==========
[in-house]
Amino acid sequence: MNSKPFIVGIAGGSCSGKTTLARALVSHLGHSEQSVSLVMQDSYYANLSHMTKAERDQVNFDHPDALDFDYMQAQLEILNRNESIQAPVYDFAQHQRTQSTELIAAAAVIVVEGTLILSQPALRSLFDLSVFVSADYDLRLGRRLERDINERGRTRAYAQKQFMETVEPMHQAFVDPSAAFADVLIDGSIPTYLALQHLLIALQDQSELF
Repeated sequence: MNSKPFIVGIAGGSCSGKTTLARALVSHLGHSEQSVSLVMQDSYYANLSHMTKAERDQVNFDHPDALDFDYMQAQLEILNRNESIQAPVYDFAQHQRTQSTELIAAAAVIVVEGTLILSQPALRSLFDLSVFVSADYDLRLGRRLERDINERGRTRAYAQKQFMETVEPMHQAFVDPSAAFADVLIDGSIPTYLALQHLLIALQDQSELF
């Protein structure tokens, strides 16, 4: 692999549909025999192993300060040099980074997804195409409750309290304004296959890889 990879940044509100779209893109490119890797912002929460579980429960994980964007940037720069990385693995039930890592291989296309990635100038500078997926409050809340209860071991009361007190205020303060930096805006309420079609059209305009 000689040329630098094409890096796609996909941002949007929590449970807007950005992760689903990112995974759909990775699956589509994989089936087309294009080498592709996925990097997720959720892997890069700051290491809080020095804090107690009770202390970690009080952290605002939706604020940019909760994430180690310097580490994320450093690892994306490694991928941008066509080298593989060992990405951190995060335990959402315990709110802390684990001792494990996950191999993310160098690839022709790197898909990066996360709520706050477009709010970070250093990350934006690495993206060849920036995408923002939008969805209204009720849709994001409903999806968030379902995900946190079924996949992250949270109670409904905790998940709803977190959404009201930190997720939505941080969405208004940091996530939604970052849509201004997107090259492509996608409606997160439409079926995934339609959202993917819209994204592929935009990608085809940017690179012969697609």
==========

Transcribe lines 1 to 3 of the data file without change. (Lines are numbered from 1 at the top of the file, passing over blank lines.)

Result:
[in-house]
Amino acid sequence: MNSKPFIVGIAGGSCSGKTTLARALVSHLGHSEQSVSLVMQDSYYANLSHMTKAERDQVNFDHPDALDFDYMQAQLEILNRNESIQAPVYDFAQHQRTQSTELIAAAAVIVVEGTLILSQPALRSLFDLSVFVSADYDLRLGRRLERDINERGRTRAYAQKQFMETVEPMHQAFVDPSAAFADVLIDGSIPTYLALQHLLIALQDQSELF
Repeated sequence: MNSKPFIVGIAGGSCSGKTTLARALVSHLGHSEQSVSLVMQDSYYANLSHMTKAERDQVNFDHPDALDFDYMQAQLEILNRNESIQAPVYDFAQHQRTQSTELIAAAAVIVVEGTLILSQPALRSLFDLSVFVSADYDLRLGRRLERDINERGRTRAYAQKQFMETVEPMHQAFVDPSAAFADVLIDGSIPTYLALQHLLIALQDQSELF